Here's a look at who some of the various analysts have the Ravens taking with their No. 16 pick in the first round. The general consensus is help in the defensive secondary and at the wide receiver position.

DE Taco Charlton, Michigan, Ben Standig, CSN-Mid Atlantic

Standing: At some point the Ravens must find an edge pass rushing replacement for Terrell Suggs. Charlton might be better stopping the run than rushing the passer right now and yet he had nine sacks in 10 regular season games.  

SEE STANDIG'S FULL 2017 MOCK DRAFT

SS Jabrill Peppers, Michigan, Rob Rang, CBS Sports

Rang: With starting safety Matt Elam a pending free agent and Eric Weddle poised to enter his 11th NFL season, the Ravens may very well be looking for help in the secondary in the 2017 draft. Peppers starred as a linebacker in 2016 but possesses the agility and speed to handle coverage.

WR Mike Williams, Clemson, Dane Brugler, CBS Sports

Brugler: The Ravens have plenty of speed at receiver, but only average size. Williams has only average speed, but his body control, catch radius and overall size are where he shines.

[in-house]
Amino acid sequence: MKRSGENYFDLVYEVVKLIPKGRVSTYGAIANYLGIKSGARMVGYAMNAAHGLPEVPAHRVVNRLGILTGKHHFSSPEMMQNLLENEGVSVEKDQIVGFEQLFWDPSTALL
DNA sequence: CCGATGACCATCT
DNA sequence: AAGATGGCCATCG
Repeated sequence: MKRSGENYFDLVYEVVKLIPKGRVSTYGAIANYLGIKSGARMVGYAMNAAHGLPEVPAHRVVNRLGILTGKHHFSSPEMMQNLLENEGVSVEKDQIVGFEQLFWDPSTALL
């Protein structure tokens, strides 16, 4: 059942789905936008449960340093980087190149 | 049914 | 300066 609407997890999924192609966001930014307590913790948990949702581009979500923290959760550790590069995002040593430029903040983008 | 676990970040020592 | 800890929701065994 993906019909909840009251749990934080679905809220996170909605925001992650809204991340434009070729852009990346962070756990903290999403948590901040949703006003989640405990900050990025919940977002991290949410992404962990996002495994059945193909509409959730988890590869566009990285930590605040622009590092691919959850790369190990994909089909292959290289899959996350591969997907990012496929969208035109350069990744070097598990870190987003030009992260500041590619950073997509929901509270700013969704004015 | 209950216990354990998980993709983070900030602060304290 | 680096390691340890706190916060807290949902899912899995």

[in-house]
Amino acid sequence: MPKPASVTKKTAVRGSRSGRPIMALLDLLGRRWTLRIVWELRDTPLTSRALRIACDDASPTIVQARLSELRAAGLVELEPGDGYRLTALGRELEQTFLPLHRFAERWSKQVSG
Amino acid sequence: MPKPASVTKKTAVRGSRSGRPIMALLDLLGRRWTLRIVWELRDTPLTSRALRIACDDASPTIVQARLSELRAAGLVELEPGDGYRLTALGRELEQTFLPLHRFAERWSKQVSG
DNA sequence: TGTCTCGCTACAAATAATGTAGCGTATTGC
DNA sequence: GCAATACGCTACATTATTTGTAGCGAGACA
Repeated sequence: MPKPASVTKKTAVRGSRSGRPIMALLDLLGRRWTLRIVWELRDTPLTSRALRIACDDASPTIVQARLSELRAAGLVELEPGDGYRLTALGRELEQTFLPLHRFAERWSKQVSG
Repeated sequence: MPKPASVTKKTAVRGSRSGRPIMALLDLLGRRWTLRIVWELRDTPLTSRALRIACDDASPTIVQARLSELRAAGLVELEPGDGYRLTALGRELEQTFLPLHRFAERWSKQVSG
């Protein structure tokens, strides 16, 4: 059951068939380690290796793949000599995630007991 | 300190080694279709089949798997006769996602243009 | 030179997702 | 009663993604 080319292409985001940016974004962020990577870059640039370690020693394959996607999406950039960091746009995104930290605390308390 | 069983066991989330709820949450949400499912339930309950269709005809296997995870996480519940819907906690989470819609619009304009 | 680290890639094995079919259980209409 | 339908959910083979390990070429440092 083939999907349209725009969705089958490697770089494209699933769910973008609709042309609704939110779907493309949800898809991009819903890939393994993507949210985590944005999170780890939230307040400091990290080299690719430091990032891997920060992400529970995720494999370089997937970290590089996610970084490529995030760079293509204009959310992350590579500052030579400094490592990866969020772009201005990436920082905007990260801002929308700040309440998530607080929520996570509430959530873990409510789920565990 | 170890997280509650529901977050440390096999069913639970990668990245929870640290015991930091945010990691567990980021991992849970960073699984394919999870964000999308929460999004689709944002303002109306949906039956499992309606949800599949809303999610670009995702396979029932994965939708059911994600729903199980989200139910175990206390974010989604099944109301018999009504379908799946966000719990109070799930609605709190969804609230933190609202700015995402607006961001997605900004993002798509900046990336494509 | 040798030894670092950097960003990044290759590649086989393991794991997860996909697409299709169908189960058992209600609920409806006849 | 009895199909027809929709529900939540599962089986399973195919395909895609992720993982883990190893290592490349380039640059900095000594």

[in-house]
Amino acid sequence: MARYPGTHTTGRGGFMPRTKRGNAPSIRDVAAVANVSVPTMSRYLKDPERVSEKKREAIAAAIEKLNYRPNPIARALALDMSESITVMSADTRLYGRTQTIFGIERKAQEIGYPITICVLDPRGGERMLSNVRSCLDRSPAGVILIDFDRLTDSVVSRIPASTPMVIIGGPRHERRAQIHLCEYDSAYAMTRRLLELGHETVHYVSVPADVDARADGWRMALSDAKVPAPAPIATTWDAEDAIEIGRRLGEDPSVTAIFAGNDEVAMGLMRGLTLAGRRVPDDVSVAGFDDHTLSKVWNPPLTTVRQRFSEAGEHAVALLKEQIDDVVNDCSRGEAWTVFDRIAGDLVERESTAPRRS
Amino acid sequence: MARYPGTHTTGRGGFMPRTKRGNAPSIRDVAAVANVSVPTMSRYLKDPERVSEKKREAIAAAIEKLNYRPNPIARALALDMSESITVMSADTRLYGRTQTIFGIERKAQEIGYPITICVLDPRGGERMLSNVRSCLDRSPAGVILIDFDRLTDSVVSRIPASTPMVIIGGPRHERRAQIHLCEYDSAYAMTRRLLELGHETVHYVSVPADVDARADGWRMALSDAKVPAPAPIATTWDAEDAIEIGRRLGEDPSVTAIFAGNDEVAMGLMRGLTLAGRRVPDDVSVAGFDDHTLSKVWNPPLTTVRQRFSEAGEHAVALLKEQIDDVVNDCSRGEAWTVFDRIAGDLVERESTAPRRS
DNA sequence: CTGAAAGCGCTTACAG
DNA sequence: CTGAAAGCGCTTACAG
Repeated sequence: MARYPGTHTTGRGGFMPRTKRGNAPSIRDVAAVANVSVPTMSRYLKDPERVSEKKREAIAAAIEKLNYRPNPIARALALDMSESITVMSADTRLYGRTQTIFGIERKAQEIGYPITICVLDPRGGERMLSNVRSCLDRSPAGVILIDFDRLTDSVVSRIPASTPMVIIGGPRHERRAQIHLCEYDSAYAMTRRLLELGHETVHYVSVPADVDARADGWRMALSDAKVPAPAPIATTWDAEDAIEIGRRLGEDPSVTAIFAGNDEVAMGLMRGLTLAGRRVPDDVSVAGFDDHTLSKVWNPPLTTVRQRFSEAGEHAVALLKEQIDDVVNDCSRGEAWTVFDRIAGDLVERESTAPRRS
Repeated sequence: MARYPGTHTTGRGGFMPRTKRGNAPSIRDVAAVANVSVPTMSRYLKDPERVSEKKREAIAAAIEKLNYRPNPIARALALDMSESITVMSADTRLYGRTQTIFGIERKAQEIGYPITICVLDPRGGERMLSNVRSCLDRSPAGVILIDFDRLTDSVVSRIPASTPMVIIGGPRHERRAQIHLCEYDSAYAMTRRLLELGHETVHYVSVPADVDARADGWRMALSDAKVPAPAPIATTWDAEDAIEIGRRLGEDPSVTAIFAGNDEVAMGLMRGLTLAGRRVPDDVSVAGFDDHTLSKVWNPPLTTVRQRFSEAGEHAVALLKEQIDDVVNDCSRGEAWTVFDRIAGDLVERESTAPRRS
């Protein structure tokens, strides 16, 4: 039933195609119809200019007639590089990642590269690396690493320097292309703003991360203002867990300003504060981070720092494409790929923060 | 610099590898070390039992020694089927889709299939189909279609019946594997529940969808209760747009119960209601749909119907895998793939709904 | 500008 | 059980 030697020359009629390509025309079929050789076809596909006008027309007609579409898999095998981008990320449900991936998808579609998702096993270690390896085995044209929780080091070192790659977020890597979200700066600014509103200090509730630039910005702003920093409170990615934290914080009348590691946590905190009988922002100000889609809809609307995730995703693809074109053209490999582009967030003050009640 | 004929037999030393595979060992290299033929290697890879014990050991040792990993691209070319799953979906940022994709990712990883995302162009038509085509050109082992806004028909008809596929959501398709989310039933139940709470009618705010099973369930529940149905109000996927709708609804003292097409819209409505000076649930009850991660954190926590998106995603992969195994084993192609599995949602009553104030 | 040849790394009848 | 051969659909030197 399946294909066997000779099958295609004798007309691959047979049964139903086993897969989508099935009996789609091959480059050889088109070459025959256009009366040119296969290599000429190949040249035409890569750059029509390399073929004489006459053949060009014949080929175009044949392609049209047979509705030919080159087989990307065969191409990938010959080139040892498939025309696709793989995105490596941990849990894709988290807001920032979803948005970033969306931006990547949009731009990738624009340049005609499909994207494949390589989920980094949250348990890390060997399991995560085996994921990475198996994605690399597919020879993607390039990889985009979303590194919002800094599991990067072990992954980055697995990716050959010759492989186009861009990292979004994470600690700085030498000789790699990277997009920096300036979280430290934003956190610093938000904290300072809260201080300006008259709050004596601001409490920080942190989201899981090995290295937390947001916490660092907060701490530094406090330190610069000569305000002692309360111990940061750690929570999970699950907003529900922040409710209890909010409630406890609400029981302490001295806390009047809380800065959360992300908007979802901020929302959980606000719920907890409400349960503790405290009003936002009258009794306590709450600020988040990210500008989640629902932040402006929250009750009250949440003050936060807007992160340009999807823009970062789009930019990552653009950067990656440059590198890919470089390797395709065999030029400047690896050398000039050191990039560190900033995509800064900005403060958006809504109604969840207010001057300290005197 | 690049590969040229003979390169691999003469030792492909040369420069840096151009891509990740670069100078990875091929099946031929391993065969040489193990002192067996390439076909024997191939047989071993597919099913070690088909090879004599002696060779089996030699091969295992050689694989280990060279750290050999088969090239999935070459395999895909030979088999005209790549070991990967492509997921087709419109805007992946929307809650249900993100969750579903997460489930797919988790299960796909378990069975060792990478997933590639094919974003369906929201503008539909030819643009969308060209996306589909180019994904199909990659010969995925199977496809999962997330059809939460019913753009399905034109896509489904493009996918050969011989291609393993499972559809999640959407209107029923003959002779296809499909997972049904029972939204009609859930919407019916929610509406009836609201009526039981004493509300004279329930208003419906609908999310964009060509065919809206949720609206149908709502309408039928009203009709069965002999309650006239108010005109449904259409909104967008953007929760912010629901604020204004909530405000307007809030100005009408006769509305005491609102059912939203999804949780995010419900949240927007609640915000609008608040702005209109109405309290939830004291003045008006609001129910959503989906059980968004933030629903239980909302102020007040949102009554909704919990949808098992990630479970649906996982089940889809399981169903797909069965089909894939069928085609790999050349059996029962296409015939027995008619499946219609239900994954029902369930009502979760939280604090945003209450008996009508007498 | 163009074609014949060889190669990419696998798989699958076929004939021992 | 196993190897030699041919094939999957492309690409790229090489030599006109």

WR John Ross, Washington, Bucky Brooks, NFL.com

Brooks: An electric playmaker with speed to burn would be a welcome addition to an offense that wants to play long ball with Joe Flacco at quarterback.

DE Charles Harris, Missouri, Daniel Jeremiah, NFL.com

Jeremiah: Harris is a very productive edge rusher who is plenty athletic enough to drop in coverage if needed.

WR Mike Williams, Clemson, Chris Burke, SI.com

Burke: Baltimore has two receivers, Mike Wallace and Breshad Perriman, who can scorch defenses deep. They need a physical, intermediate threat. Check.

CB Marlon Humphrey, Alabama, Peter Schragers, FOX Sports

Schragers: I seem to be a lot higher on Humphrey than other mock draft pundits. Oh well. I’ll ride with the star of the Alabama defensive backfield from last season. The son of NFL running back Bobby Humphrey, he was a stud at the well-known Hoover High and a prime recruit of Nick Saban’s. An opportunistic player who started for two seasons in Tuscaloosa, Humphrey forced three fumbles and intercepted two passes in 2016. Baltimore already has added Brandon Carr and Tony Jefferson to its defensive backfield but might not be done.

RELATED: REDSKINS MOCK DRAFT ROUNDUP